*Transcribed from BillTuckerTV

Bill Tucker: Welcome to the podcast My Two Cents. I’m Bill Tucker. In this edition I’ll be speaking with Jeremy Feakins, the Group Executive Chairman of the OTE Corporation. OTEC takes its name from an old process known as “ocean (thermal) energy conversion.” OTEC is attempting to take this well-known process and do something no other company has ever done before, which is make it commercially viable.

I began by asking Mr. Feakins where his company is located and if he could describe to us what kind of processes they are currently involved in.

Jeremy Feakins: Our headquarters are in Lancaster, Pennsylvania, we have an engineering office in Manassas, Virginia, and then we have sunlight offices in the farmost U.S. Virgin Islands and Cayman Islands.

Bill Tucker: What are the purposes of the sunlight offices?

Jeremy Feakins: Well, we have a project that’s ongoing in the Bahamas. We are doing a feasibility study as authorized by the Virgin Islands legislature which was authorized last year. So the feasibility study is to determine the appropriateness of both ocean thermal energy conversion (OTEC) and seawater air conditioning (SWAC) for the U.S. Virgin Islands to supply power and cooling.

Then, in the Cayman Islands, we have a general terms agreement with the Health City. This is a large campus that’s going up, phase 1 is already open. It’s a medical facility doing heart surgeries and some other types of medicine. So, we have projects in all three of those locations. The Bahamas and the U.S. Virgin Islands are obviously very intensive because there is a lot of work involved in both the project in the Bahamas and the feasibility study.

Bill Tucker: Tell me what it is that you do. What is the technology that you are using or are developing? I don’t know what the correct term for it would be.

Jeremy Feakins: The technology produces electricity from the sea by using the temperature differential to create a heat cycle, which produces power. It does that by using the warm seawater to boil working fluid which produces steam (which) drives a turbine generator, and then we use cold seawater to turn that steam or that gas back to its liquid state. That’s called the Rankine cycle, by the way. It’s the same cycle that’s used in oil and coal-fired power plants. Except, in oil and coal, of course, you use oil and coal as a heat source. We use the heat that’s trapped in the sea as our heat source. So, we are environmentally benign and we don’t use any fossil fuels to produce the electricity.

The second technology, which is kind of similar to the first, is called seawater air conditioning. Except, we only use one pipe, and that is a cold-water pipe to bring up cold seawater from the bottom of the ocean, which we use for cooling large commercial structures such as hotels, airports, hospitals, and so on.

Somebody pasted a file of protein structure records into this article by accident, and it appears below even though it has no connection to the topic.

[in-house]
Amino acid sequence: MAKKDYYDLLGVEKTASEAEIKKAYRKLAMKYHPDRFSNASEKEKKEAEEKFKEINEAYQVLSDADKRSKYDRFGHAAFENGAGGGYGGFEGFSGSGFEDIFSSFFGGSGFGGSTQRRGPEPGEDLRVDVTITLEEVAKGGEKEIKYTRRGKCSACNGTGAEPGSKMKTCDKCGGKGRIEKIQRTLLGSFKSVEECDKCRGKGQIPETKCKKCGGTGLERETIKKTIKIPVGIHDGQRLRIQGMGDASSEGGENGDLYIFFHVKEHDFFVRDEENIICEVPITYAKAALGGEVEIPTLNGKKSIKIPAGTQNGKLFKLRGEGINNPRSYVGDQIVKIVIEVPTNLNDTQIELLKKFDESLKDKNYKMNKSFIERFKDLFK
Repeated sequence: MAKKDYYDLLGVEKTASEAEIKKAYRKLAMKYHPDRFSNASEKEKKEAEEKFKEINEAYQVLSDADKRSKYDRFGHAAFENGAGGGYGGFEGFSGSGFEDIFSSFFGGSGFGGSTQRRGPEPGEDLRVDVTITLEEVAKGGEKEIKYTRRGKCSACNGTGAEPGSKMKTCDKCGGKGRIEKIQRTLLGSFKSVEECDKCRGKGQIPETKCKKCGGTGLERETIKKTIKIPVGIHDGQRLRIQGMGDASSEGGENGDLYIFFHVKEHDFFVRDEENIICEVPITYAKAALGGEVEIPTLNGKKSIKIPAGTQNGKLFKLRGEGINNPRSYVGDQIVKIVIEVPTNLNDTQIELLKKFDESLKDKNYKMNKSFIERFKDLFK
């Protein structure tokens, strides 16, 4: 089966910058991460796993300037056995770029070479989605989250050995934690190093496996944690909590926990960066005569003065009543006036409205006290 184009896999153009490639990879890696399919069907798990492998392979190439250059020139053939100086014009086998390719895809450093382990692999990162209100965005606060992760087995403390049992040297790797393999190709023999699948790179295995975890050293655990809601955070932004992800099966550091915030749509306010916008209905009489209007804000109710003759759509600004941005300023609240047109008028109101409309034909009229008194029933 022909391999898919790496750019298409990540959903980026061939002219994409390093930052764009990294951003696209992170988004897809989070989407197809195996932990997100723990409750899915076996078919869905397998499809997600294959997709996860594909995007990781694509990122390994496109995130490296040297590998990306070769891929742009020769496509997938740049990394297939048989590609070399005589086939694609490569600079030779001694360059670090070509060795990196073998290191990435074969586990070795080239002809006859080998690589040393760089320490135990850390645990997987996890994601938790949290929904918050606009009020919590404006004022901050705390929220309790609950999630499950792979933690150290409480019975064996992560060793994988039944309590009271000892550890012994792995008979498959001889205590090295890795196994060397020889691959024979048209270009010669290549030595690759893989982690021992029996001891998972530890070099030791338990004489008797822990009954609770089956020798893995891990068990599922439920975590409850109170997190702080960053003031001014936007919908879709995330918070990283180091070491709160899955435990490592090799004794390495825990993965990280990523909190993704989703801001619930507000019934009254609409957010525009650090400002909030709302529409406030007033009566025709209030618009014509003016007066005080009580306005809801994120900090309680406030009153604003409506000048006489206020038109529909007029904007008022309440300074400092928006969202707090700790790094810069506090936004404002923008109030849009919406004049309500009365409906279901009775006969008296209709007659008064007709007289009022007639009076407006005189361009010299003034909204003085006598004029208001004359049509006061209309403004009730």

Bill Tucker: You talk about this technology like it’s established technology. Is this technology that has been around for a while?

Jeremy Feakins: Ocean thermal energy conversion has been around since the 1800s, at least in its theoretical form. The U.S. Department of Energy, Lockheed Martin Corporation, DCNS — the French naval defense contractor — and our company (among others) have spent a lot of time researching and developing the technology.

As you can imagine, since the 1880s, technology has moved on quite a bit, right? That is particularly apparent when you look at the advancements made in the oil and gas industry that use a lot of the components we do. For example, they use big, huge pipes. So do we. Well, in recent years, those deep seawater pipes have gotten even larger. They are now more robust. They are actually less money because the materials used for those pipes have come down in price. The same as with pumps, or with heat exchangers. That technology is also more efficient today, and is actually less money.

There’s a lot of things that have happened in the past 5 years or so, certainly in the last 10 years that has made OTEC a more compelling technology, whereas before it was economically difficult to make a case for OTEC. It has now become very viable. You’ve got government agencies like NOAA, for example, that have come out with studies and reports that say OTEC is now ready for commercialization using mostly off-the-shelf components. So it becomes a very attractive proposition for countries around the equator and just north and south of the equator, which are mostly developing nations, for the most part, (where) about 3 billion people live. What do they need? They need affordable energy. They are importing their fossil fuels which makes electricity expensive, so they need something cheaper than that. I think it’s a given that we need to be a little more careful about what we’re doing to our planet, and so we want and try to reduce CO2 emissions, which OTEC does.